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Jacqueline Bouvier Kennedy, is escorted by her groom, Sen. John F. Kennedy and Charles Bartlett down the hill at Hammersmith Farm at their wedding reception in 1953 in Rhode Island. Others looking on are Edward Kennedy and Torbert MacDonald.

Chattanooga has a rich history of providing Pulitzer Prize winners. Charles Bartlett, a political reporter with Chattanooga ties and close friend of John F. Kennedy, was the first of the prize winners.

Born in 1921 into a wealthy Chicago family, he became the seventh generation to graduate from Yale University, where he wrote for the student newspaper.

Charlie Bartlett served as a Naval intelligence officer in the Pacific during World War II. Afterward he ran across another young Navy officer, John F. Kennedy, who had served in the Pacific, at the Ta-boo nightclub in Palm Beach, Fla., where both families had winter homes. That encounter started a lifelong social and political relationship.

Bartlett's acquaintance with the Sulzberger publishing family led to Arthur Sr. hiring him in 1946 as a general assignment reporter at The Chattanooga Times. The bachelor lived at 204 Scenic Highway on Lookout Mountain, loved Chattanooga and developed many friends.

Eighteen months later the Times sent him to be its Washington, D.C., correspondent. He won a Pulitzer Prize in 1956 for a series of articles leading to a Senate investigation into a conflict of interest charge, involving Harold E. Talbott, Secretary of the Air Force in President Dwight Eisenhower's administration. His friend John Kennedy urged Charlie Bartlett to move on, offering a brotherly scold: "It is a shame to keep writing that stuff and sending it down to die in Chattanooga." But Bartlett later reflected, "The most interesting newspapering I did was in Chattanooga. I learned more about what makes the world run in Chattanooga than in Washington It's sort of a game up here. The politicians show their best side and the reporters find out what really went on."

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Bartlett briefly dated Jacqueline Bouvier and said she "found him too buttoned-down for her taste." Meanwhile, Jack Kennedy had called Bartlett with an urgent message from his father, Joe Kennedy Sr., that his son had better get married by the time he ran for president. In May 1951 Bartlett and his wife, the former Martha Buck, corralled Congressman Kennedy and Jacqueline into a quiet dinner at the Bartlett's Georgetown home. Jack and Jackie married two years later at Newport, R.I., with the Bartletts in the wedding party. Charlie and Martha Bartlett became godparents for the Kennedy's infant son, John Jr.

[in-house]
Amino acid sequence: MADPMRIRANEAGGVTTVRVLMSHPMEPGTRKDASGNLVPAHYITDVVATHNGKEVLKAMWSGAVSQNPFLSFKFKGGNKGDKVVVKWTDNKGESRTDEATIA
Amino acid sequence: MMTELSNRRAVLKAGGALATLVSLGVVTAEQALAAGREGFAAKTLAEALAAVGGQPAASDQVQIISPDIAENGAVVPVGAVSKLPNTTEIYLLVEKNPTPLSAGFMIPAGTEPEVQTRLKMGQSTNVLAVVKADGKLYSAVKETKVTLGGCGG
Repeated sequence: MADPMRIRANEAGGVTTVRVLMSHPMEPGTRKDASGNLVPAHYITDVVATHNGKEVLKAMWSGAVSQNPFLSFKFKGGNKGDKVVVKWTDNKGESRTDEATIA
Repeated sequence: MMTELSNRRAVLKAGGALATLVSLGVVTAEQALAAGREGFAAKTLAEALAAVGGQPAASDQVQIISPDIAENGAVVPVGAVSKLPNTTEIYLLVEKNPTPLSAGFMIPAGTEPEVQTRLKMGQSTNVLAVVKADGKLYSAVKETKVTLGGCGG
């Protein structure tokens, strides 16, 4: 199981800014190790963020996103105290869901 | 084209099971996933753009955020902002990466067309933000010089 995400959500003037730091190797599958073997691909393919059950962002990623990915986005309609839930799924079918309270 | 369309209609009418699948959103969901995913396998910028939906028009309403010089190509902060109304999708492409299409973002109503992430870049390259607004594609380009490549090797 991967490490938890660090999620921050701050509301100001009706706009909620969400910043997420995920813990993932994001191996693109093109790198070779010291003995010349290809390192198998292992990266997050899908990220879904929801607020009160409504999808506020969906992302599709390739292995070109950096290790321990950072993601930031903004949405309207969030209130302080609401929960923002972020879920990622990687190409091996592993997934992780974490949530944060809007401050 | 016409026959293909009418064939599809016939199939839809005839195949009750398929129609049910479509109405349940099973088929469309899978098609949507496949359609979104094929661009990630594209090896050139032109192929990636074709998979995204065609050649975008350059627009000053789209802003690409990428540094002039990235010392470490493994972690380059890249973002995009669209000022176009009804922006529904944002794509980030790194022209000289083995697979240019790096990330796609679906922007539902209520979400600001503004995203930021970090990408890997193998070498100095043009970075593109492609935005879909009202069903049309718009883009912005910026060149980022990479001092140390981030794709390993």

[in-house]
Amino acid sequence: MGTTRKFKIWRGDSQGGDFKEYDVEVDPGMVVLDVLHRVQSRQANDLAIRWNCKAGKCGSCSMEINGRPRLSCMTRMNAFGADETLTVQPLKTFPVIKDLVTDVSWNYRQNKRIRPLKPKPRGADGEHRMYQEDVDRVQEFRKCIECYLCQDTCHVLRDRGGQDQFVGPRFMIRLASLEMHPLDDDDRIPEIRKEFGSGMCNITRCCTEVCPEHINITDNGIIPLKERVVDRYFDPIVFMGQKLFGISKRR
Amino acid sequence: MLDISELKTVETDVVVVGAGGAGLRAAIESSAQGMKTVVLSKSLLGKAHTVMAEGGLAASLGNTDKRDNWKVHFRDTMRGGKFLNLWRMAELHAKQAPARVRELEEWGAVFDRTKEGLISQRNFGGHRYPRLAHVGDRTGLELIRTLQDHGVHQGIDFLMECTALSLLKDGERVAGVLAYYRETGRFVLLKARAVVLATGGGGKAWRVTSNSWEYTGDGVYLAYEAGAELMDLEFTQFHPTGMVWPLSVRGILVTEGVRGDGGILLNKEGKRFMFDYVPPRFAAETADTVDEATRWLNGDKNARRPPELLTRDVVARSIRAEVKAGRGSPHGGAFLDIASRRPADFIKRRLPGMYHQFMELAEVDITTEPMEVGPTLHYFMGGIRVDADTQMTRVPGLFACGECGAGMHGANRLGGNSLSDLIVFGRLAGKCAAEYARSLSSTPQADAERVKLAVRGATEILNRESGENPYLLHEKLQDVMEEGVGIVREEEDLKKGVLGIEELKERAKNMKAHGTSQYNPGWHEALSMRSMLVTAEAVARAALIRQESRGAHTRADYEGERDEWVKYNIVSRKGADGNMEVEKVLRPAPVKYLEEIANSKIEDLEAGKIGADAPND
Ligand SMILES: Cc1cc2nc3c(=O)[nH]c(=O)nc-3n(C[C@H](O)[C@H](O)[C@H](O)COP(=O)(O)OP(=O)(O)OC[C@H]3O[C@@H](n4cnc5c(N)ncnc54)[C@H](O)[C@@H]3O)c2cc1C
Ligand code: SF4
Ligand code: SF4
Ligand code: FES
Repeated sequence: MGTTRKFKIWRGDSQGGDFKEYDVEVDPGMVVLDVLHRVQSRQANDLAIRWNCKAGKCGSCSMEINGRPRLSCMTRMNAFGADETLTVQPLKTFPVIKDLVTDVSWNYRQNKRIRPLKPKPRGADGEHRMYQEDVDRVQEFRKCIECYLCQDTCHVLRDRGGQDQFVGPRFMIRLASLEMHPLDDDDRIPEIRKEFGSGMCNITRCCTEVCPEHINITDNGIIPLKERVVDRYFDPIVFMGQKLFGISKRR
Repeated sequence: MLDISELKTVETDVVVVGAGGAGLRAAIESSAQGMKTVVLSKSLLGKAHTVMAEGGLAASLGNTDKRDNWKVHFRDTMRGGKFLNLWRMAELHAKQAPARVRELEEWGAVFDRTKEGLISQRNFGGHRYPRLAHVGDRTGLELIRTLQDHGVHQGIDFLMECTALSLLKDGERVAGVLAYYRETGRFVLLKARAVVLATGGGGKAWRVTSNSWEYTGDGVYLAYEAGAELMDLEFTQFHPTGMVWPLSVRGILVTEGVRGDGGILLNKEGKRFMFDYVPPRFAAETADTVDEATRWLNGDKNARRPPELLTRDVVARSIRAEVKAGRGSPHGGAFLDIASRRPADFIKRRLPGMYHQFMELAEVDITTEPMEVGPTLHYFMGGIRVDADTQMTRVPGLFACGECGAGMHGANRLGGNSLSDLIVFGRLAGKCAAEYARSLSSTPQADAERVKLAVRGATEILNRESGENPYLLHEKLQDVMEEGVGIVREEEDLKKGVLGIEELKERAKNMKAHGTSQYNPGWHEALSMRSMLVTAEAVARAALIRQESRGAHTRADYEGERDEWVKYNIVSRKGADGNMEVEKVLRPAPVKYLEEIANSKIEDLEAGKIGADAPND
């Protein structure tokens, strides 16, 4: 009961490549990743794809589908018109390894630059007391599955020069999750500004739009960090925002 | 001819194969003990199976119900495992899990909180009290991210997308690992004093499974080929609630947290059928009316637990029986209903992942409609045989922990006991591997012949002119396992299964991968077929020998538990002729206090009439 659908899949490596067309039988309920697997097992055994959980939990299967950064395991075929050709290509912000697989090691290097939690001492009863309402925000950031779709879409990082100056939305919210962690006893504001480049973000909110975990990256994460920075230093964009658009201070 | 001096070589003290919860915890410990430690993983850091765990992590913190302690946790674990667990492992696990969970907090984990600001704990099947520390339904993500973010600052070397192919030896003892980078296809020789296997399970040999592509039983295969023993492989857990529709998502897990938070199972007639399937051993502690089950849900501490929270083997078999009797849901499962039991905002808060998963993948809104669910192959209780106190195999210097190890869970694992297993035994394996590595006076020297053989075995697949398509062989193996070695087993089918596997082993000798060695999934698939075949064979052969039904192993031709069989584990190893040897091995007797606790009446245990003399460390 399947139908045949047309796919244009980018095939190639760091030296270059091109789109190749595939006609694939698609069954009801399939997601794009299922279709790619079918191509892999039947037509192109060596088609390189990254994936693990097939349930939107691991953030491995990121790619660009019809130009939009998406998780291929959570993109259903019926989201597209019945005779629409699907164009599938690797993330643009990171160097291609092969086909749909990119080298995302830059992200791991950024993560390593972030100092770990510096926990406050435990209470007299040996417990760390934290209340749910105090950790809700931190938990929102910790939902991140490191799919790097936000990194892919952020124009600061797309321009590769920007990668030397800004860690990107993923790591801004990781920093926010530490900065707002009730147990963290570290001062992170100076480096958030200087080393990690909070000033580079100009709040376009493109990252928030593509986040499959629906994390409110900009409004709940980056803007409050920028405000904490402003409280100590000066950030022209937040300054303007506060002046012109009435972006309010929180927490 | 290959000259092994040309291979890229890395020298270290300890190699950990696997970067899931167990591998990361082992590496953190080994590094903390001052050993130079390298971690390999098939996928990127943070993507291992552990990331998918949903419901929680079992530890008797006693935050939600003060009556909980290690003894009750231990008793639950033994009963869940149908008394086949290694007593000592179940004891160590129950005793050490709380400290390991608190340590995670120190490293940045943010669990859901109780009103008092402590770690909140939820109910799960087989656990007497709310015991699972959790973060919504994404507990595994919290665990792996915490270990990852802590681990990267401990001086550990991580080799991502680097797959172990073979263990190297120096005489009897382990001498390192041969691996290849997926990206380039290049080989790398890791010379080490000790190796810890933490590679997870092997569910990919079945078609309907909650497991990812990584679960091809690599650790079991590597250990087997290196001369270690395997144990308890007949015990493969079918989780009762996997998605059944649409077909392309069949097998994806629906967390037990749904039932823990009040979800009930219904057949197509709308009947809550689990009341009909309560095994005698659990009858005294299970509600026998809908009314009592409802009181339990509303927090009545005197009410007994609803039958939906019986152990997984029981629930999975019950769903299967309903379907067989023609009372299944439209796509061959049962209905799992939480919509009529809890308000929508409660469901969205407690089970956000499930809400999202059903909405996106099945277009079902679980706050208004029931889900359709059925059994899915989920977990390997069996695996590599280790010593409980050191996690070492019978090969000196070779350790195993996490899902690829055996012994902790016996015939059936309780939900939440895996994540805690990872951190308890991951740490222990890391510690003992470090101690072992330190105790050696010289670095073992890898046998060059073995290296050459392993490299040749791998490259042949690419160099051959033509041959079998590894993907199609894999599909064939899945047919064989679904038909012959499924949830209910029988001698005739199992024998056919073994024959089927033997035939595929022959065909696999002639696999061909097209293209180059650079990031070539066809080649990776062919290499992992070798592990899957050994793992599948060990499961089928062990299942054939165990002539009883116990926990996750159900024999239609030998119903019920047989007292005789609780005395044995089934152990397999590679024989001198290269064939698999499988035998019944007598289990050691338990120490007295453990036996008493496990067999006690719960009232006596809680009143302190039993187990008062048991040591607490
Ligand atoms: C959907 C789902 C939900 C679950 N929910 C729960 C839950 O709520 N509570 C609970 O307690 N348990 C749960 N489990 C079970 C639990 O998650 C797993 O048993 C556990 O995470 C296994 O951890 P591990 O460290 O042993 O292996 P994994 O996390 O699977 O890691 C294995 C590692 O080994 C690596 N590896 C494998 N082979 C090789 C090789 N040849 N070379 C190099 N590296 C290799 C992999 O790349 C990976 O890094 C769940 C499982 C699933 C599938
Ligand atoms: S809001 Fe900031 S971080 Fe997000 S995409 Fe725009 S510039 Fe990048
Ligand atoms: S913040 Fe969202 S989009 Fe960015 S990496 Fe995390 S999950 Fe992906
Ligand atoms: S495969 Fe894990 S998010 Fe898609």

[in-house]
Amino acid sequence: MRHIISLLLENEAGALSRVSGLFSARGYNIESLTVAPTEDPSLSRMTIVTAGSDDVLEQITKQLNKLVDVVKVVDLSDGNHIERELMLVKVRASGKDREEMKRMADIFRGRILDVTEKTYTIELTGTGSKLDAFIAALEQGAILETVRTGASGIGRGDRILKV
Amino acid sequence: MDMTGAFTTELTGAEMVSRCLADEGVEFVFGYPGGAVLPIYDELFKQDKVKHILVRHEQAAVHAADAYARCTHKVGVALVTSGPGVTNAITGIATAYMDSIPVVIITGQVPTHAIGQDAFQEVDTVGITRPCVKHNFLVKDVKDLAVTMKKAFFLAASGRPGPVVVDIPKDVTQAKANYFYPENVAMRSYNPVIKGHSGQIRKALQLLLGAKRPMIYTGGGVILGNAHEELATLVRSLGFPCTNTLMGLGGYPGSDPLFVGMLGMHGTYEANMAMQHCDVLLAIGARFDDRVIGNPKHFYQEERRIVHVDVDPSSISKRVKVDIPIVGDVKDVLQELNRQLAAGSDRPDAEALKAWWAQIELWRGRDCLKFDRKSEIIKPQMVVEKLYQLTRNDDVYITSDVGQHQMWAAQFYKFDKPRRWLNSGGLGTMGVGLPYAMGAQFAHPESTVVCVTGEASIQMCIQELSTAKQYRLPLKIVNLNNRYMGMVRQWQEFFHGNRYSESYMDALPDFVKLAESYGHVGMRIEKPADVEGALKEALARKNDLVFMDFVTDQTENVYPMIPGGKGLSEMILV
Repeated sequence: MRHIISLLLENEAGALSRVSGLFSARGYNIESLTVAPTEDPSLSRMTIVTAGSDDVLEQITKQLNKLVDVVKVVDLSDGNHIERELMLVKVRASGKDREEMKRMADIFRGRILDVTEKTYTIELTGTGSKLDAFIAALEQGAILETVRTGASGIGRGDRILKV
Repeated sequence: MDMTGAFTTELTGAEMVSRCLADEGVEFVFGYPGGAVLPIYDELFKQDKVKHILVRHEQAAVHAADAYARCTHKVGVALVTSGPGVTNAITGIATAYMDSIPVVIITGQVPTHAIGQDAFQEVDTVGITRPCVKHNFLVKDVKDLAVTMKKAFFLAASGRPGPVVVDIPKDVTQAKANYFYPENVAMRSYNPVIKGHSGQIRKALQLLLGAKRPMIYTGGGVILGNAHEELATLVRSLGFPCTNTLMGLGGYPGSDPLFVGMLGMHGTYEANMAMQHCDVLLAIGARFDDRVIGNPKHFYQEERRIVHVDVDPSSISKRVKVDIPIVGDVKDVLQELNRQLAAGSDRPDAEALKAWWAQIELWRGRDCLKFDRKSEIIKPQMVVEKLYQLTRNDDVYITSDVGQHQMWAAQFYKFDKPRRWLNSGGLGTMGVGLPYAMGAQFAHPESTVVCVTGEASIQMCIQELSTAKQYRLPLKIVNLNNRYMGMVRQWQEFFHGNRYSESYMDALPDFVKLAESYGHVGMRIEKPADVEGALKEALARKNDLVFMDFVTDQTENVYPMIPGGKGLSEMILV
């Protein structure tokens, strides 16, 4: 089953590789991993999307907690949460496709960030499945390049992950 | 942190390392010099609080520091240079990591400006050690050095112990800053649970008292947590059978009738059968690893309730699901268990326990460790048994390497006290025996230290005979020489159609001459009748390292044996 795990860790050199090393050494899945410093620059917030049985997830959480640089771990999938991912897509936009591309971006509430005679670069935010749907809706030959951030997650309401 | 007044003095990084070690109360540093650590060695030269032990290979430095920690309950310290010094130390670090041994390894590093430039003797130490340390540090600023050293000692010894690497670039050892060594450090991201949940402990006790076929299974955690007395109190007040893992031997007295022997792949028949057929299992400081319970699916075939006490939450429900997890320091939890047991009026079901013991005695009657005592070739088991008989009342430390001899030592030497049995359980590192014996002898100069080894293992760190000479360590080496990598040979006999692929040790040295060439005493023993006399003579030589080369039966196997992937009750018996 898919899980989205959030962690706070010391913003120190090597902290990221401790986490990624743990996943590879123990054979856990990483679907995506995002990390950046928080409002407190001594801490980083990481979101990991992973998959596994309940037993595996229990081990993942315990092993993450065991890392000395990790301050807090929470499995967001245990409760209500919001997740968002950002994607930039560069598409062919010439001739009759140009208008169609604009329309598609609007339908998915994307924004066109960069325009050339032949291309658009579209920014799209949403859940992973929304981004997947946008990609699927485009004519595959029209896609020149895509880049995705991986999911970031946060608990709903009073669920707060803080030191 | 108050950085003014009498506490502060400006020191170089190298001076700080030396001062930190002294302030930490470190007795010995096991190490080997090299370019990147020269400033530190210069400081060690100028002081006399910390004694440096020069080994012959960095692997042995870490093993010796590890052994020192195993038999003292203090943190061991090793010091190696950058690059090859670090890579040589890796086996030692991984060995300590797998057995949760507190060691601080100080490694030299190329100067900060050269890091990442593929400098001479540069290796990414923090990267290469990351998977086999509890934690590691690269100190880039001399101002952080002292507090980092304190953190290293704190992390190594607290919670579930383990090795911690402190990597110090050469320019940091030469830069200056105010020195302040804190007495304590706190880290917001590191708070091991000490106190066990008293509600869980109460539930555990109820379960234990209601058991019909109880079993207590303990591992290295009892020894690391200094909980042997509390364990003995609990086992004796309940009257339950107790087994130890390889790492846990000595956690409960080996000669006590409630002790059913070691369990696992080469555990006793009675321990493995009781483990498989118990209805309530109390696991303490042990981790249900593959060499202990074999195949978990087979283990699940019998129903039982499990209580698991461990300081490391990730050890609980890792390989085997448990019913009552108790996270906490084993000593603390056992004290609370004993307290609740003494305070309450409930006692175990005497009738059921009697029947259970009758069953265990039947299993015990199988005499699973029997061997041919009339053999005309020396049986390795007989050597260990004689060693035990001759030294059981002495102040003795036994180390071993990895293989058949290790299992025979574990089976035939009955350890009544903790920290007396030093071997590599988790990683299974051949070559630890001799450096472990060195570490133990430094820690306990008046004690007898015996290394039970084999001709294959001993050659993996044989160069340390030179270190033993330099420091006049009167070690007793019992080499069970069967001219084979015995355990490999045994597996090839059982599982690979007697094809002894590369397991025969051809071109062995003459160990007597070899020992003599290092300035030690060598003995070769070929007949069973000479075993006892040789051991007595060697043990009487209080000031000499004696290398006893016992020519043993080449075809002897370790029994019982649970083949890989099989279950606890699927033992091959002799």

When Jack Kennedy reached the U.S. Senate in 1953, he was already considering a White House run. Bartlett said, "I told him he should wait you haven't been anywhere. That's why I brought him down to Chattanooga You better go and see how you do ." The young senator made the front page of the Times and the Free-Press for his speech to the Chattanooga Rotary Club. Kennedy said he "put Southern hospitality to its greatest test since the Civil War days" in calling for an end to Tennessee's practice of offering tax-free factories to new industries moving into town.

Bartlett continued as Washington correspondent for the Chattanooga Times until 1963, when he switched to the Chicago Sun Times. As a reporter and insider with President Kennedy, Bartlett walked a tight rope: "It was not possible to be a good newsman and be a close friend of the president," admitting his desire to help Kennedy succeed in the White House.

Bartlett co-authored an article with journalists Stewart Alsop in the Saturday Evening Post on the 1962 Cuban missile crisis that introduced the use of the phrases "hawks and doves" and "eyeball to eyeball." The story depicted Adlai Stevenson II, ambassador to the United Nations, as an appeaser willing to take the Guantanamo military base out of service in return for the Soviets removing their missiles from Cuba and generated political controversy for the president.

The reporter became known as the sender of memos to the president on a variety of subjects ranging from foreign policy to treatment of the president's ailing back. Kennedy called them "Bartlettisms."

Bartlett later described Kennedy as a complex individual who would engage a person in conversation at his own initiative in a quest for information while keeping his distance. The day Kennedy was shot Bartlett wrote, "He was lightening fast from youth, his intuition was quick and precise, and his curiosity was limitless."

Charlie Bartlett died in Washington at age 95 last February. He left behind Martha, his wife of 66 years, three children, Peter, Robert and Helen, and six grandchildren.

Jerry Summers is an attorney with Summers, Rufolo and Rogers. Frank "Mickey" Robbins is an investment adviser with Patten and Patten. For more visit Chattahistoricalassoc.org.

CORRECTION: The Jan. 21 Local History story, "We have seen it," should have stated that it was Union Army Col. W.C. Gardenhire who traveled to California and then to Fiji after the Civil War and who later settled in Rhea County. He did not operate a mercantile business at Harrison, Tenn.

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